By Louise Lamin

With a signature sound between Tech House, House and Deep Tech, the Brazilian DJ and producer has become one of the most requested names on the national scene and has earned a good reputation worldwide as well. Today he shares with us the highlights, difficulties and learnings in these 20+ years of career. 

Hello, Glen! It’s a pleasure to chat with you today. We already know that your schedule is quite busy. You’re just back from a Dirtybird Campout, right? Tell us how has your year been so far?

Glen: If there is a unique year in the history of my life it’s this one. The whole world had to change plans during the pandemic and I was no exception. The interesting thing was to evolve in self-knowledge, to value family even more and to focus on living the path and not the goal, unless the goal is to live the path, which makes an interesting paradox.

As life came back little by little, I was able to finish big projects like building my house, a new studio, being close to my family and making music that I identify with. Also following my dream of having a solid international career, which is still in its first steps but I feel so much satisfaction in it that I believe it will evolve fast.

Before we talk about history, how would you describe your music to people who are just now learning about you?

This is a tough question that I have already made into a career goal. Every year I have to introduce my music to people who are new to me and to each person my music sounds different. There are those who think I’m super underground and make a weird sound they’ve never heard before, there are those who think I’m too commercial for playing mainstream festivals and clubs, there are those who think I’m classic and others who think I’m new. People understand my music differently from each other. I see myself as the DJ who learned to study, produce, play several instruments, compose and even sing. I put everything I learned in two decades into my music using the studio as an instrument. I am part of a punk movement, more punk than punk itself. The movement that created artists who knew almost nothing about music theory but know very well the human behavior on a dance floor. Anyway, I am one more chapter of disco, funk and the evolution of music side by side with technology.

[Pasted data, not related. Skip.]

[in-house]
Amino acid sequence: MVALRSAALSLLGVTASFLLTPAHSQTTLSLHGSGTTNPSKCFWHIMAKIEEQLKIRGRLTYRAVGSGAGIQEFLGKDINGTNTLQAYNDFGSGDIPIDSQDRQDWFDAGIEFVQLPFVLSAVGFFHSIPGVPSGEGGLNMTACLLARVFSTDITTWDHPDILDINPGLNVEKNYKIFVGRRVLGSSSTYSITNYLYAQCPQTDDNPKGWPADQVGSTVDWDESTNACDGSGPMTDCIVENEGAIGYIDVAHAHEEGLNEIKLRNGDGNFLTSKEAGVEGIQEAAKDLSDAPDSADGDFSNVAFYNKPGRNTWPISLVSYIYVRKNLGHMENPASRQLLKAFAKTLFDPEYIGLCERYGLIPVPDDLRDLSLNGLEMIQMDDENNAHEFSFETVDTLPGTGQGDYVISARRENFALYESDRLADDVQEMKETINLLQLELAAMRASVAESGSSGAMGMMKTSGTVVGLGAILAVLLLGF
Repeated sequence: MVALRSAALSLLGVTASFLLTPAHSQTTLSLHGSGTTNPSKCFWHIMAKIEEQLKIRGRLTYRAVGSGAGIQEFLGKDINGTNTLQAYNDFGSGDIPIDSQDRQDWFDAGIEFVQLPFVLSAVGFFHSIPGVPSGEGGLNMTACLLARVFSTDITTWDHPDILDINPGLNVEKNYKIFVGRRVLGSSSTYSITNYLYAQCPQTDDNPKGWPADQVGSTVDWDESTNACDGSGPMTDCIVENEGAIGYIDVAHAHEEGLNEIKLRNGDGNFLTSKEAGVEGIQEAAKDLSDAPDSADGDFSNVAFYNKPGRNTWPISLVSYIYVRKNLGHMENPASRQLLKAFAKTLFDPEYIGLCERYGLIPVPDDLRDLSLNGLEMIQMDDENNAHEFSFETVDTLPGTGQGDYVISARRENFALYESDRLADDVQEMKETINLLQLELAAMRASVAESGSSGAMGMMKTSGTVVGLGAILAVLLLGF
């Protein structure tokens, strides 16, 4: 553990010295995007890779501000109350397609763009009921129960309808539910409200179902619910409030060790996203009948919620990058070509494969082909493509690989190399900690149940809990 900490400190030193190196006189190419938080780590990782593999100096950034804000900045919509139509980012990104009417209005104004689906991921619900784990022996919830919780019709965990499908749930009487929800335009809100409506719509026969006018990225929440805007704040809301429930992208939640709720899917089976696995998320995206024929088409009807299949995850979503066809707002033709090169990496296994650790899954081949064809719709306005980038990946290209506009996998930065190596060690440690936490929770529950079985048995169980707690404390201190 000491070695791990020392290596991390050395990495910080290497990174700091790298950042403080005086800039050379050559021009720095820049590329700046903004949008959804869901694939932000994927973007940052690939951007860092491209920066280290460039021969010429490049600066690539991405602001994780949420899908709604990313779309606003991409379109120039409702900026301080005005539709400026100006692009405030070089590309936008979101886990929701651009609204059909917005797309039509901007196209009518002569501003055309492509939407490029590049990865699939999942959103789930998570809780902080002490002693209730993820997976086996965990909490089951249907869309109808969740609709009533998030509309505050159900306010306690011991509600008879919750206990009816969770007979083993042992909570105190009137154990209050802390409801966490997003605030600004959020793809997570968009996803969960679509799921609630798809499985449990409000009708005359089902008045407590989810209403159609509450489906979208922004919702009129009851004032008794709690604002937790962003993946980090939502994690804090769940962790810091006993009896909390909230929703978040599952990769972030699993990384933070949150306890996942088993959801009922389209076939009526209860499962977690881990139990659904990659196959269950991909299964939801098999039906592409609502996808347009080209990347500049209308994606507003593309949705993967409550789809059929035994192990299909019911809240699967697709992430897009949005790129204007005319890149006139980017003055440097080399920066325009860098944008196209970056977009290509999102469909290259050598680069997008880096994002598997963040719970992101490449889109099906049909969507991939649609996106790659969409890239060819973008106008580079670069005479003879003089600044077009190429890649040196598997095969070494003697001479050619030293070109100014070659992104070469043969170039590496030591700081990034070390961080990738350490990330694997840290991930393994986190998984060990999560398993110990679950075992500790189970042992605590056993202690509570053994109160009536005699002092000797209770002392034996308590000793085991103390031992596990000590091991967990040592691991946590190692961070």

Well, it has now been over two decades working as a DJ and producer, amazing! Tell us a bit about how this beautiful trajectory began…

I just loved music and technology, since I was a kid. I am self-taught and my passion was, and still is, taking things apart to see how it works. It worked in music, this is my production method to this day. I take apart the music that moves me to learn how it was made so I can create my own. I started disassembling my older brother’s old equipment, he was a DJ and inspired me a lot. Then I discovered the internet, the napster, how to piracy CDs and I turned this into a source of income. I discovered that if I produced the mixed CDs, with exclusive edits, I could sell more and be recognized as the guy who had the bombs. Soon the DJs in town started paying me to create remixes for them, introductions, even radio vignettes and set openers. It was a matter of time before they found out I did everything and opportunities came up, I re-invested everything and grew organically step by step in a loop. In the beginning I never imagined that the DJ could be the center of attention in a club, or at a party, but when I stepped into my first rave I was enchanted. It was as if the DJ was a god. I tried to understand how this worked and soon abandoned my studies because I believed I could live from this dream. It was a big step with the family difficulties that everyone can imagine, but I kept going until I made them understand that it could work. The way they understood was through thriving.

In so much time on the road, surely you must have faced some ups and downs, right? What are the biggest difficulties and learnings from over 20 years of career?